Wednesday, May 9, 2012

Review - Shadows on the Moon by Zoë Marriott

Shadows on the MoonTitle: Shadows on the Moon
Author: Zoe Marriott
Series: Stand Alone
Pages: 464
Published: April 24th 2012 by Candlewick Press
ISBN: 9780763653446
Source: Publisher via Netgalley

Description: Trained in the magical art of shadow-weaving, sixteen-year-old Suzume is able to re-create herself in any form - a fabulous gift for a girl desperate to escape her past. But who is she really? Is she a girl of noble birth living under the tyranny of her mother's new husband, Lord Terayama? Or a lowly drudge scraping a living in the ashes of Terayama's kitchens? Or is she Yue, the most beautiful courtesan in the Moonlit Lands? Whatever her true identity, Suzume is destined to use her skills to steal the heart of a prince in a revenge plot to destroy Terayama. And nothing will stop her, not even the one true aspect of her life- her love for a fellow shadow-weaver.

I Give This ...

There was something about this book that called to me from the start.  I'm not real versed in books set anywhere in Asia (I know I'm really generalizing there but work with me).   But, I had this on my wishlist before it even had a US release date.  

To say that Suzume's life hasn't been easy might be a gross understatement.  She watches her father get brutally killed.  Her mother drags her off when she marries another man under the pretense that it's for the protection (so they won't be in ruins).  But, she sees something her mother doesn't when it comes to Lord Terayama.  When she begins to fear for her own life, she goes into hiding right under his nose.  She eventually feels she needs to leave the safety on the household.  Through all of this she learns that she is capable of a certain kind of magic.  With a little bit of instruction, she can put herself in a position to extract revenge on those who have wronged her.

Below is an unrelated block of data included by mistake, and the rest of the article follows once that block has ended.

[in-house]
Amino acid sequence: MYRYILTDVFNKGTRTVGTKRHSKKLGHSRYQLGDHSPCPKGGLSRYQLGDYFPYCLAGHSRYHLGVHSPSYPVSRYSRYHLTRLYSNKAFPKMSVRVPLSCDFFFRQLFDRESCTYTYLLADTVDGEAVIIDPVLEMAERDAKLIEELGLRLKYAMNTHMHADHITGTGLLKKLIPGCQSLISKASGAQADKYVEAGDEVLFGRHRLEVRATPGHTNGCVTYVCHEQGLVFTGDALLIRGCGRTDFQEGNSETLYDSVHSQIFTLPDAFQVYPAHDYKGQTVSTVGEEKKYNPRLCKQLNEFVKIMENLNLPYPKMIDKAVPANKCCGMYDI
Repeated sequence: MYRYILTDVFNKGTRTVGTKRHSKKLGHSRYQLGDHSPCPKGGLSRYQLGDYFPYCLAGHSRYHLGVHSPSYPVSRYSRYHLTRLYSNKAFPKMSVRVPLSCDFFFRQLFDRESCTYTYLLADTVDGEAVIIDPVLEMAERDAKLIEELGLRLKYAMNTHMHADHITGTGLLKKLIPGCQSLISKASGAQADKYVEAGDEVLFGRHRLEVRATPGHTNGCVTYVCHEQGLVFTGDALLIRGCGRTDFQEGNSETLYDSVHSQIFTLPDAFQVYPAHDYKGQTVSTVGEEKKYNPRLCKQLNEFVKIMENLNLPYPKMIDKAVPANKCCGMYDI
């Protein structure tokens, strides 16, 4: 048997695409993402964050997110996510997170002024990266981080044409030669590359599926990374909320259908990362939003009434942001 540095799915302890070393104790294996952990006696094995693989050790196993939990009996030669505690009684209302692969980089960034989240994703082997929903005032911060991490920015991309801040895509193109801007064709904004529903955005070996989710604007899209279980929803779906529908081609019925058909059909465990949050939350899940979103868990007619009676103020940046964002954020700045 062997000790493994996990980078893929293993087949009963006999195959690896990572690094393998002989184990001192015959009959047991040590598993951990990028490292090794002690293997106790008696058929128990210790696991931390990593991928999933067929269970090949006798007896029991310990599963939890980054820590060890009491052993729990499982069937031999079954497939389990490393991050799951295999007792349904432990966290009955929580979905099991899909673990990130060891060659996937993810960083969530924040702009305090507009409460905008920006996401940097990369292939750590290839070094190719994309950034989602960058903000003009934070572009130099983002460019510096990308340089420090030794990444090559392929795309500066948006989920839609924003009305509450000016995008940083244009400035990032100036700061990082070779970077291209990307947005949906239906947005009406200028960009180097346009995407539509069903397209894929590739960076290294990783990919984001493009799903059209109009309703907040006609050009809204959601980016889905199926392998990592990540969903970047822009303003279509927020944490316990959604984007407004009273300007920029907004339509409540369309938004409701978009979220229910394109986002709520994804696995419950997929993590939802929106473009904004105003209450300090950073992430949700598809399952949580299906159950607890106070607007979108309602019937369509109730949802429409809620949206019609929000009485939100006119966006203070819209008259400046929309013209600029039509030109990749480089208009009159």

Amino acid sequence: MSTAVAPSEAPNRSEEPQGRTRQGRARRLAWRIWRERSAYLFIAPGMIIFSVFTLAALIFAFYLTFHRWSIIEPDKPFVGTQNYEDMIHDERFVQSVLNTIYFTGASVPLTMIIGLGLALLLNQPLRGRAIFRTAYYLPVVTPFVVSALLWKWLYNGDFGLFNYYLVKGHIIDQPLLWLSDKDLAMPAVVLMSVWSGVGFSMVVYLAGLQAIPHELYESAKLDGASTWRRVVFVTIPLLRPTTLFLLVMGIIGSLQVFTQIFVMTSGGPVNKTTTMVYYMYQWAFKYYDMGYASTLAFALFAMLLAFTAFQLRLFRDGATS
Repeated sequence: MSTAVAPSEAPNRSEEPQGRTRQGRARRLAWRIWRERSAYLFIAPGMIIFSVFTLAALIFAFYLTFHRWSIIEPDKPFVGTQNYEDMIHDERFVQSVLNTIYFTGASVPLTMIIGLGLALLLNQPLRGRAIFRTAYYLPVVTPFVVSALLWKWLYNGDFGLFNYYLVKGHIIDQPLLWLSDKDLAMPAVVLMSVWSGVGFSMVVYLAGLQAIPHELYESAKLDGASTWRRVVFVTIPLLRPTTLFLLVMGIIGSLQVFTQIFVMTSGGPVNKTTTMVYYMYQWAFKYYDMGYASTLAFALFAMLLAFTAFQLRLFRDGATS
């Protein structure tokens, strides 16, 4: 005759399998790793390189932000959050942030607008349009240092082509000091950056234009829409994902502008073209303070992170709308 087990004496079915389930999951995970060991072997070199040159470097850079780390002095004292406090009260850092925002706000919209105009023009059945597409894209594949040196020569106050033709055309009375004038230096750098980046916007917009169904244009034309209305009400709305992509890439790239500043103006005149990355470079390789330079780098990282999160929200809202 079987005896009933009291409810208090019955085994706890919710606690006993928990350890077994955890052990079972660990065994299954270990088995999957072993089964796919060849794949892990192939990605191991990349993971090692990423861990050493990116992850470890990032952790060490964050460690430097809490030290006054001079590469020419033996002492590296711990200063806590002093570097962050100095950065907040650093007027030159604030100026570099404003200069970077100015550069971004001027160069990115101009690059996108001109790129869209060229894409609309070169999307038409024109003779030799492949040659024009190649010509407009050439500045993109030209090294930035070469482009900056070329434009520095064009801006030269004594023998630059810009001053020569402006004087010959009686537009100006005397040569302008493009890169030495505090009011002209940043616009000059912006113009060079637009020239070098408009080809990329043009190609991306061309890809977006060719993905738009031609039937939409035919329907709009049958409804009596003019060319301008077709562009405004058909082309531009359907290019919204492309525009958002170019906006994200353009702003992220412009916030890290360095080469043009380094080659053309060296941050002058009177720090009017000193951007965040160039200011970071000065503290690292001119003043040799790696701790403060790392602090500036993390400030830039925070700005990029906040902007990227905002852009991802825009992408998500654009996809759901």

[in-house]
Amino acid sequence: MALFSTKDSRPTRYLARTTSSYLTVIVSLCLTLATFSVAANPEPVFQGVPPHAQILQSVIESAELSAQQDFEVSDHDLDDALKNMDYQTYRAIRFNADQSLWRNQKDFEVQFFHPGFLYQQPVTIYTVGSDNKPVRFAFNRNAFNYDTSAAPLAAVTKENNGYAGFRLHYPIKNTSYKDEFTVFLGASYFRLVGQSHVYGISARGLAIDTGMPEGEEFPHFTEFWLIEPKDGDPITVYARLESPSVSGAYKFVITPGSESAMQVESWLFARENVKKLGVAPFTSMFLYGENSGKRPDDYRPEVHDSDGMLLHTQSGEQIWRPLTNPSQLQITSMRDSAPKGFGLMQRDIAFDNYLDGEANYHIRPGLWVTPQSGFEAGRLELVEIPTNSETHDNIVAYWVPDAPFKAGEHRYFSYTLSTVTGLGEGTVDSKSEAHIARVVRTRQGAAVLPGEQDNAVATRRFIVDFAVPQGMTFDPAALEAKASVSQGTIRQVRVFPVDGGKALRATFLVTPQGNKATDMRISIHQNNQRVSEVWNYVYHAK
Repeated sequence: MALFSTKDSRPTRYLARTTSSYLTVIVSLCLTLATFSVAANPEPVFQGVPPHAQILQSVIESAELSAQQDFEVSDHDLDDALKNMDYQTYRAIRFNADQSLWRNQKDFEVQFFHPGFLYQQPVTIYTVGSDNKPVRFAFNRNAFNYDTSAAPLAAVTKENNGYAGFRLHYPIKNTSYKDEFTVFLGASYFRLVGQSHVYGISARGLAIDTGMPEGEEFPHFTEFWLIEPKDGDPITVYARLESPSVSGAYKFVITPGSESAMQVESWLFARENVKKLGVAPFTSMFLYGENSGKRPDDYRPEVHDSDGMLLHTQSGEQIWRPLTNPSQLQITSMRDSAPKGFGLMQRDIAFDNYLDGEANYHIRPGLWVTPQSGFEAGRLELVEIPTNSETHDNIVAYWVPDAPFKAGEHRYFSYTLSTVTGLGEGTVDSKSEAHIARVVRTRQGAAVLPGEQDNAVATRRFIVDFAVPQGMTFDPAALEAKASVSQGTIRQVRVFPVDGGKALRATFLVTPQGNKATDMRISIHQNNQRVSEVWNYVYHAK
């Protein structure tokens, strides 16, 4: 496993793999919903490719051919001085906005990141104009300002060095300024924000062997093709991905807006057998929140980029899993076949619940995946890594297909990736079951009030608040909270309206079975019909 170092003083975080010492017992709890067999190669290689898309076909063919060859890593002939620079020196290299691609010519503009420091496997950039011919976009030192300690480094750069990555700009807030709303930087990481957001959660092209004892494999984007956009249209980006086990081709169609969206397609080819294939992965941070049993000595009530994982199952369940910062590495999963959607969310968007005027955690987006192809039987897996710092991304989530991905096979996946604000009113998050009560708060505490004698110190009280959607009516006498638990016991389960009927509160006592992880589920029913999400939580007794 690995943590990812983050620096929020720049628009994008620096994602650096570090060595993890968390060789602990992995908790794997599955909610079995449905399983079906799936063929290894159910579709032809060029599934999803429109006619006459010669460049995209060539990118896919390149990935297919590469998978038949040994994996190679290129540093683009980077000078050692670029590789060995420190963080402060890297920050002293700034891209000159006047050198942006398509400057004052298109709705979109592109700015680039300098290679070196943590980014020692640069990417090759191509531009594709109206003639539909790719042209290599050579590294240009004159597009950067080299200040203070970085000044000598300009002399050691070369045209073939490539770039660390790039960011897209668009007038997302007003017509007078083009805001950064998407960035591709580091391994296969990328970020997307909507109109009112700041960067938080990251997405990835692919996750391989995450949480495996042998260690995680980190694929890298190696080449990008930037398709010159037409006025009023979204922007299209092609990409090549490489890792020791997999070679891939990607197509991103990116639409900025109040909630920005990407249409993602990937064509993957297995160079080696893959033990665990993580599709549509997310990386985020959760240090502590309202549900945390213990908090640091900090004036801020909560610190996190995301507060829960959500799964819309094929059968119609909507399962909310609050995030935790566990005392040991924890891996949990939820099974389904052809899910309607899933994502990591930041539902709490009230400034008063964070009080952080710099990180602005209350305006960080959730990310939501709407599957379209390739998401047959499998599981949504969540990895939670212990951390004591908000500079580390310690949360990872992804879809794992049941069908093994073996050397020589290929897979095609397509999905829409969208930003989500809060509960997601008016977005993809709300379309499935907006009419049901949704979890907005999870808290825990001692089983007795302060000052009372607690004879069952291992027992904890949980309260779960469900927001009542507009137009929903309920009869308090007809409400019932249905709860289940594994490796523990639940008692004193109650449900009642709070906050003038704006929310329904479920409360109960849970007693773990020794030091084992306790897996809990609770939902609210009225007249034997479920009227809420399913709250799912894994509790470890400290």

I found the story enchanting.   Suzume was an interesting character and I felt every heartache along with her.  I understood why she felt the need to cut herself.  I understood her absolute dedication to her goal of extracting revenge.  I understood her confusion on living for herself and carrying on her families memories.  It was all beautifully crafted together.   I also loved the explanation of her shadow-weaving.  It was an interesting type of magic that I don't recall every reading about before.

I think my favorite part of this book was the intricate cultural details.  It may not be entirely real, but it felt like it could be.  I loved the idea of the Moonlit Lands and the Shadow Princess.  It had a historical fiction feel with a cultural that I'm completely unfamiliar with.  If I can find more books like this...I might have a new country I love to read about!

I tore through this book.  It closes nicely, but I think it leaves room for a sequel.  I would read it if she wrote it!  


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